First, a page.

The Right Honourable, the Baroness Kennedy of the Shaws, QC, FRSA, HonFRSE is a very serious person not only in legal and academic circles, but also as an active politician and member of the Labour party. Lest you think that she is a party apparatchik, let it be recorded that she was the most rebellious Labour member of the House of Lords last year, rebelling against her party whip 33% of the time.
She gave an interview on Thursday 1st October on BBC Scotland’s morning news and current affairs programme, Good Morning Scotland and it made interesting listening, especially if you are a follower of both politics and negotiating.
First, some background: the Internal Markets Bill has recently passed through the House of Commons and is set to go to the UK’s second chamber, the House of Lords. It is a controversial bill because it breaks international law, as laid out in an agreement that was struck between the United Kingdom and the European Union. This agreement has since been lodged with the United Nations and is thus enshrined in international law. As Baroness Kennedy put it, “this is really serious”. She used other words like “shocking” (more than once), “cheat”, “appalling”, “rule breakers” and my personal favourite, “Trumpism” as in “to tear down the very things that have been built up since the end of the 2nd World War”.
She was not happy. She and her colleagues will vote against it in the House of Lords and, in case you think that this is mere party politics, Lord Keen, the UK government’s law officer in Scotland (a political appointment) actually resigned over the issue. Baroness Kennedy finished her interview saying, This is not Brexit, this is much more grievous. It’s about tearing up law…”.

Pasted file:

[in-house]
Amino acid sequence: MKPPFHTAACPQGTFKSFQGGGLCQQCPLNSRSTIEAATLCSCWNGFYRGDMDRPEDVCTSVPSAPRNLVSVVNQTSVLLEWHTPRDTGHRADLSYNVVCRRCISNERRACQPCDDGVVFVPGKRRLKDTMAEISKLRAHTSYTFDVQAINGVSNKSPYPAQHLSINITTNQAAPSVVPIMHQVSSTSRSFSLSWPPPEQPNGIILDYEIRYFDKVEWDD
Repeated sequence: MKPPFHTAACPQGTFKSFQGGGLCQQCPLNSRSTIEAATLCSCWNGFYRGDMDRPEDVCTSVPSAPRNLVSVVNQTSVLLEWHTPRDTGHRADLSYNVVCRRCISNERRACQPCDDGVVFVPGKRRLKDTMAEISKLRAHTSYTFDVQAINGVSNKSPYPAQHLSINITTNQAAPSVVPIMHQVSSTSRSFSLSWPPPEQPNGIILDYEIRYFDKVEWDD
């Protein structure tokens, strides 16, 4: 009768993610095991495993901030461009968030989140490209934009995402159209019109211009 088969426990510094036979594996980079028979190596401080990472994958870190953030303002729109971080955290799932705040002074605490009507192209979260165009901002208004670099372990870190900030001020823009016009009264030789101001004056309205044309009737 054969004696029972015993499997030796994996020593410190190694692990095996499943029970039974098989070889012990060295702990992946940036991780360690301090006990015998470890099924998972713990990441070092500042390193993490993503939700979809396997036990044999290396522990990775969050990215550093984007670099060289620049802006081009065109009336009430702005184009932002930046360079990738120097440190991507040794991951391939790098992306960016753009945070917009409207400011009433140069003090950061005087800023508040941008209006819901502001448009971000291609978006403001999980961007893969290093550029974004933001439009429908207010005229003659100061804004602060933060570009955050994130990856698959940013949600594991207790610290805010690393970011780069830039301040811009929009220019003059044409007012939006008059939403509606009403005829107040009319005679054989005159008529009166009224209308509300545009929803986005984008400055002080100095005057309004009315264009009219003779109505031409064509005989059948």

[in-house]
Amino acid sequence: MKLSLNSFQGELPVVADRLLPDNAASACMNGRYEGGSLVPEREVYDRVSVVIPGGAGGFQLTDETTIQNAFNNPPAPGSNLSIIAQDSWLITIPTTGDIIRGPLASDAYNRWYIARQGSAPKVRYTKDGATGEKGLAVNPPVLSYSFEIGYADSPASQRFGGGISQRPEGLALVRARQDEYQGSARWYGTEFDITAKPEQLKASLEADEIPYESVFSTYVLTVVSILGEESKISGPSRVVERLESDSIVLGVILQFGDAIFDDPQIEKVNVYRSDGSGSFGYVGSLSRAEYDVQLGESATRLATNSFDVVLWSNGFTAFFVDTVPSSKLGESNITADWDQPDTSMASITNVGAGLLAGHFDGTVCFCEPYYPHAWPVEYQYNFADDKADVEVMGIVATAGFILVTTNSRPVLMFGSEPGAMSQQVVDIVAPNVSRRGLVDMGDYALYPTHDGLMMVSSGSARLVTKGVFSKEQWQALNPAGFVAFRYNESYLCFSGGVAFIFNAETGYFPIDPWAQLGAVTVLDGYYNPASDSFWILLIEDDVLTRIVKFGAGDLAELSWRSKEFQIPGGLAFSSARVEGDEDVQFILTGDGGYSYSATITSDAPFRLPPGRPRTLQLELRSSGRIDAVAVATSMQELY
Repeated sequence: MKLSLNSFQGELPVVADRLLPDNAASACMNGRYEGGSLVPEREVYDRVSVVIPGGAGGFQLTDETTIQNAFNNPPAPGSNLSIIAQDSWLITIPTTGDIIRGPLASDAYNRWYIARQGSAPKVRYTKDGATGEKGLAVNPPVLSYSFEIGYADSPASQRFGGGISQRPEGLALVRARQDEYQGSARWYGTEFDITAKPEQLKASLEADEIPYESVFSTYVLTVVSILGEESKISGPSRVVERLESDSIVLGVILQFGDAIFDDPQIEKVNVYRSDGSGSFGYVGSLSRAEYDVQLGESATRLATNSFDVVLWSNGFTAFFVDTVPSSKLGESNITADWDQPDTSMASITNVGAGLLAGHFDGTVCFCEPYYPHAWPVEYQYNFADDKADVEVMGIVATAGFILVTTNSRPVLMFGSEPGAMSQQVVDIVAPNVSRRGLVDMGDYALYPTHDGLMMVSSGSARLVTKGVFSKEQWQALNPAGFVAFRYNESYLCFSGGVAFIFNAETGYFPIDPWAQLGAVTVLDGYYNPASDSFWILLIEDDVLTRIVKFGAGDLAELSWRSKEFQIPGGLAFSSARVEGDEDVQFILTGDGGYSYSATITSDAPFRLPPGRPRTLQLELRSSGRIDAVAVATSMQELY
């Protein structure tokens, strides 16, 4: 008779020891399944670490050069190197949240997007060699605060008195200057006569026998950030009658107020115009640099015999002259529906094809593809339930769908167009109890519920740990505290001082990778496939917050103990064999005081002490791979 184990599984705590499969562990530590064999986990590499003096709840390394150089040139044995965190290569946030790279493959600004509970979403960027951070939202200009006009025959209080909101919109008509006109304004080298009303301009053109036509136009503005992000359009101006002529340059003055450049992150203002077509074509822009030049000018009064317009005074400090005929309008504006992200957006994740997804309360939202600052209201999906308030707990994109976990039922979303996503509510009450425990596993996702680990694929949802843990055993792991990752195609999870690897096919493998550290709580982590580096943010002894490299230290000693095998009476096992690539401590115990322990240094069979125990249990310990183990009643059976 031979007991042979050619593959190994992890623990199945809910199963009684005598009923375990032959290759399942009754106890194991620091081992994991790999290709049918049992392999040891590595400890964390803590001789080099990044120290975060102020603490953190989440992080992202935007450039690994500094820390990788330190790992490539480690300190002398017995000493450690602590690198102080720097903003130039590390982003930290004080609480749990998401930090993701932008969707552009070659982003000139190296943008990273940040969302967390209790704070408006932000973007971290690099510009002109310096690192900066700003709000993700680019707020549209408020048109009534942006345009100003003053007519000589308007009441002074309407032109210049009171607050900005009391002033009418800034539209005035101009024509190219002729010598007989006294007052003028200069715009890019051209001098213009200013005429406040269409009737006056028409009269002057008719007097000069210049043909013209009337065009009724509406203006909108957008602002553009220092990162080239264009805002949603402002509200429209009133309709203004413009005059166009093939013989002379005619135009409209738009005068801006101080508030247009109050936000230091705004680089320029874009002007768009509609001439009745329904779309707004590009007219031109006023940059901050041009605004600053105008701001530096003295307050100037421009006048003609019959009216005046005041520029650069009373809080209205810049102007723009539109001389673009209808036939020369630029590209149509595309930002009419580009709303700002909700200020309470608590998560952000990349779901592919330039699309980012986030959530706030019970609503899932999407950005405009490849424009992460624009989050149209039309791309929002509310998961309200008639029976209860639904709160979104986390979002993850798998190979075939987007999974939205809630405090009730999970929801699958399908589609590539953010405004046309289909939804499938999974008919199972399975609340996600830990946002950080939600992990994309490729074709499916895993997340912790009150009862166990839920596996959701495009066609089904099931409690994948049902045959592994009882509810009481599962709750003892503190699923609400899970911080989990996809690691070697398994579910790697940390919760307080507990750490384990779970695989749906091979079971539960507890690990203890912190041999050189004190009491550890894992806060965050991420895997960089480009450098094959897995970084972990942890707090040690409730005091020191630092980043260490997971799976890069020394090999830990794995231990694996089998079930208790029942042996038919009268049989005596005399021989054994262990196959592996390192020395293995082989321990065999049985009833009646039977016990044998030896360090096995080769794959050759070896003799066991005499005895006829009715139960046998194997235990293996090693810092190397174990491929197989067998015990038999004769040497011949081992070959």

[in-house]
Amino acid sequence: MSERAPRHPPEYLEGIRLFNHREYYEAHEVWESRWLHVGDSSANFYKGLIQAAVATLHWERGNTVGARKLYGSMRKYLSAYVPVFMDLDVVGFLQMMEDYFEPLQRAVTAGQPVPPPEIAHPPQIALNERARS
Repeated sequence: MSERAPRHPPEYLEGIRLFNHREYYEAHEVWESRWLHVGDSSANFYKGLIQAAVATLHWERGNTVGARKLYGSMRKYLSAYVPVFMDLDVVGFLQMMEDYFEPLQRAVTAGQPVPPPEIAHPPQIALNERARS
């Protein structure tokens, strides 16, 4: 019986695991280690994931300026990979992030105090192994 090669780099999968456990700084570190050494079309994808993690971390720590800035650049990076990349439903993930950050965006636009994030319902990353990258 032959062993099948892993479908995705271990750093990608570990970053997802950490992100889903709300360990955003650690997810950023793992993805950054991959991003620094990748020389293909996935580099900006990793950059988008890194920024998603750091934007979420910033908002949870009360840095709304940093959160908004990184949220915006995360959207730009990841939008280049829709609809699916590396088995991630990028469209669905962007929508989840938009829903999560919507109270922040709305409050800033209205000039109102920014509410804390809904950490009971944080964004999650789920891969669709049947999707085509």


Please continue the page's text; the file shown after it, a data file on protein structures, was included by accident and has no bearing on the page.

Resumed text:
The government’s excuse is that the provisions contained in its new bill will only be needed in the event of a failure to strike a deal with the EU, in other words it is leverage. Baroness Kennedy absolutely refuted that idea in her interview and made two interesting points in defence of her case.
- It’s not a good negotiating tactic. It demonstrates a willingness to cheat which, in turn, undermines the UK’s negotiating hand – not only in future negotiations with the EU, but in future negotiations with any other international body.
- People come to the UK courts looking for a fair trial. She maintained that our standing in the world was as a group of nations that respect the rule of law. Our judiciary, she maintained has a reputation second to none in this regard.
Apparently, last week, she attended a webinar of 400 international lawyers from around the world, all of whom were scandalised and outraged that the UK would go down this road. She went on to say, “It not only loses us our respect, it loses us our ‘soft power’”.
To me, this is a telling point. “Soft” power is less tangible and more difficult to recognise than “hard” power, but it is there and is a factor in your negotiations. We have identified four major sources of soft power, namely relationship, legitimacy, social and trust. In broad terms, the better the relationship, the more legitimate your claims to the moral high ground, the more socially acceptable your behaviour and the more trustworthy your reputation, the better are your chances you of striking a deal in your favour. Your reputation precedes you, as someone once put it.
And as Baroness Kennedy put it, “That’s gone down the swanee now”.